And you soon also realize that they are not merely disagreeing over such well-known [presenting] issues such as sexual relations and ethics, political activism for peace and justice issues, and the use of the Bible in Liturgy, but over three or four fundamental matters - in fact, over the answers to basic questions such as:

1. Who is God? 2. Who is Jesus? 3. Where is authority for Christians? 4. What is salvation?

There are two different religions, NER and TER, because there are different and opposed doctrines of God, Jesus, the Bible and Salvation! The differences are sometime major and severe, and at other times minor but yet significant. But they exist and their existence is the major fact of the Convention.

The Deity that supports the agenda of the NER is so often One that is identified with Pantheism or Panentheism or Process Theology. That is, there is a close identification of the Being of God with the cosmos and with human history and development; and God and the cosmos are seen as influencing one another in a cosmic and historic evolution and development. If traditional terms like "The Trinity" are used it is often as a symbol for human community (i.e., God is said to be Three in One and One in Three and as such this points to the ideal of human variety forming a unity).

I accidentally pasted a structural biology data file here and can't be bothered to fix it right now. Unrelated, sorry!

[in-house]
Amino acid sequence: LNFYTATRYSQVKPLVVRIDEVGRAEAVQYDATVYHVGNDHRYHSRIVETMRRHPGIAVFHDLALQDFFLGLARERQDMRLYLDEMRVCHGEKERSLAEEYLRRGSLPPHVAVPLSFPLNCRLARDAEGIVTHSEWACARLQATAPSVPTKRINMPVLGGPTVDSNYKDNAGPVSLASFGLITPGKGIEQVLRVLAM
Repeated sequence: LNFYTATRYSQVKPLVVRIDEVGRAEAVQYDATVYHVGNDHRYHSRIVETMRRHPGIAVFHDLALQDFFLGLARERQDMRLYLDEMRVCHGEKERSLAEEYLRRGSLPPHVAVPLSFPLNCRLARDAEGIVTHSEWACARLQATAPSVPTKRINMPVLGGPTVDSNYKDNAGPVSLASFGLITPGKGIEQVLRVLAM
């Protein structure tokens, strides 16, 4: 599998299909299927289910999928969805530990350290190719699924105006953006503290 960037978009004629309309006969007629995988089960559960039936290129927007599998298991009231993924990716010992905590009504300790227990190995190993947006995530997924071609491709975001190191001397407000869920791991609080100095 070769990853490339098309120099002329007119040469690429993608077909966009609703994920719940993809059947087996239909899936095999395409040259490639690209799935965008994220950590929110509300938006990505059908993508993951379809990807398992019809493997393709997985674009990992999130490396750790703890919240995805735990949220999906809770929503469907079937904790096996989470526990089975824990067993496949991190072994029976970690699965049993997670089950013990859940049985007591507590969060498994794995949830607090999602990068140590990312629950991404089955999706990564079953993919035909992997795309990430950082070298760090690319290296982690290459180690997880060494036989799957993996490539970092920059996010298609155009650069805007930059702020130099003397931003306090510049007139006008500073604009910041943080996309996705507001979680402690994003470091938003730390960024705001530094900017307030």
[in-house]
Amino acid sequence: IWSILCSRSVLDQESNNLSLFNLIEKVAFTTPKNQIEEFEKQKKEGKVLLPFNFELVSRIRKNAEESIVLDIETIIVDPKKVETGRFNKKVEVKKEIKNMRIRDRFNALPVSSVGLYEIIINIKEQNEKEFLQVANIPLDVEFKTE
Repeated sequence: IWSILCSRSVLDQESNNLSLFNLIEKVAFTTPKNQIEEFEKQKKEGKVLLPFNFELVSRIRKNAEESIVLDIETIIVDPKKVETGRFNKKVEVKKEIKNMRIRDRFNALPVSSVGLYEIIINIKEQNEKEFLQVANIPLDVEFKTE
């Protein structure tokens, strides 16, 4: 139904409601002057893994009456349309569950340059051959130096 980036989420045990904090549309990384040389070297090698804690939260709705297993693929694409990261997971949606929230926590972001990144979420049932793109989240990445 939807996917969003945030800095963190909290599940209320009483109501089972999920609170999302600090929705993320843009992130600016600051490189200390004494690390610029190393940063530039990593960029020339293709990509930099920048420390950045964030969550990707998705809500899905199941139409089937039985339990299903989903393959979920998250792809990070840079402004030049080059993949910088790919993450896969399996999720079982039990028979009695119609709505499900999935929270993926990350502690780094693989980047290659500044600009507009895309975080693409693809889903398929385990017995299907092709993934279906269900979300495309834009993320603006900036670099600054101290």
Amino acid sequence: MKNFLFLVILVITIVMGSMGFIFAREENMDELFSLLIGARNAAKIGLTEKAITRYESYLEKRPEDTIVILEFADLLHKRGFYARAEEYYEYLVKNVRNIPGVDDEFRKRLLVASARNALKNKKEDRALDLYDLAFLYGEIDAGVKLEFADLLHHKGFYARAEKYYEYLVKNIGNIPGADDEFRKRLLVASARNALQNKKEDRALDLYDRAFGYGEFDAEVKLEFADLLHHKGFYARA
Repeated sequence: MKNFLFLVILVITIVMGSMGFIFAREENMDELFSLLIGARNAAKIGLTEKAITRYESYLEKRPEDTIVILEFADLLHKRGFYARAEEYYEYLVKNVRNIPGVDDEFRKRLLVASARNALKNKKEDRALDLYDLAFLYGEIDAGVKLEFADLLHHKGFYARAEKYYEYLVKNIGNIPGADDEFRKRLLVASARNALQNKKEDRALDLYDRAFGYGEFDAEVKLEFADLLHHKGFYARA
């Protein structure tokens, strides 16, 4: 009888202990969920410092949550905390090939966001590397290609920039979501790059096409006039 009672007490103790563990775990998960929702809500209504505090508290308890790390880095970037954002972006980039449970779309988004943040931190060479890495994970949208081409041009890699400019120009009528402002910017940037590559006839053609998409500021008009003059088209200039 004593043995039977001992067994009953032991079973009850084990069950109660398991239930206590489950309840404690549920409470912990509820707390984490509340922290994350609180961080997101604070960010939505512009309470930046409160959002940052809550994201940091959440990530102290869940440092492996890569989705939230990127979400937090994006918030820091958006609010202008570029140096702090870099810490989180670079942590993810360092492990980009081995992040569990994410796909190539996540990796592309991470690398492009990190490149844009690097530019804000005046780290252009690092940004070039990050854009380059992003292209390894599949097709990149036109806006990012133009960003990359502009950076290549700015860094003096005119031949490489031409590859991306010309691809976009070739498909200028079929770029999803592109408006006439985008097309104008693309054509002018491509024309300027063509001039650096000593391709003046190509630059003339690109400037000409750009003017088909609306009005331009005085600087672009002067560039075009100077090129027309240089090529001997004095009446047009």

Apparently Jesus is supremely the Human Being (some hesitate to call him "Man") who, in the great evolutionary process, has appeared to reflect and reveal God, and does do supremely in his ministry where he identifies with and cares for the poor, the outcast, the despised, the rejected, the unwanted, the badly treated and so on. He is the Savior who impels the agenda of "peace and justice" and "the dignity of all persons" (baptismal covenant) by the people of God, it is believed.

Then the Holy Spirit is the Power of this Deity and of this Jesus and is wholly identified with their mission in the world.

The Bible has a unique place in NER in that it is the first in a line of witnesses to the revelation of God to humankind. It is the written record of how ancient Israelites, Jews and Christians believed that God had visited and spoken to them. Its real authority lies in it being the first testimony. However, since the Spirit continues to reveal the mind of Deity to the people of God, much of the Bible's witness has been made irrelevant. For, in NER, Contemporary Experience very much provides a source and a means of discerning God's will for his people today. So the Bible is important for origins and first principles but it does not stand alone for God has revealed Godself often since its last page was written! The people of God have to consult the whole of this continuing revelation.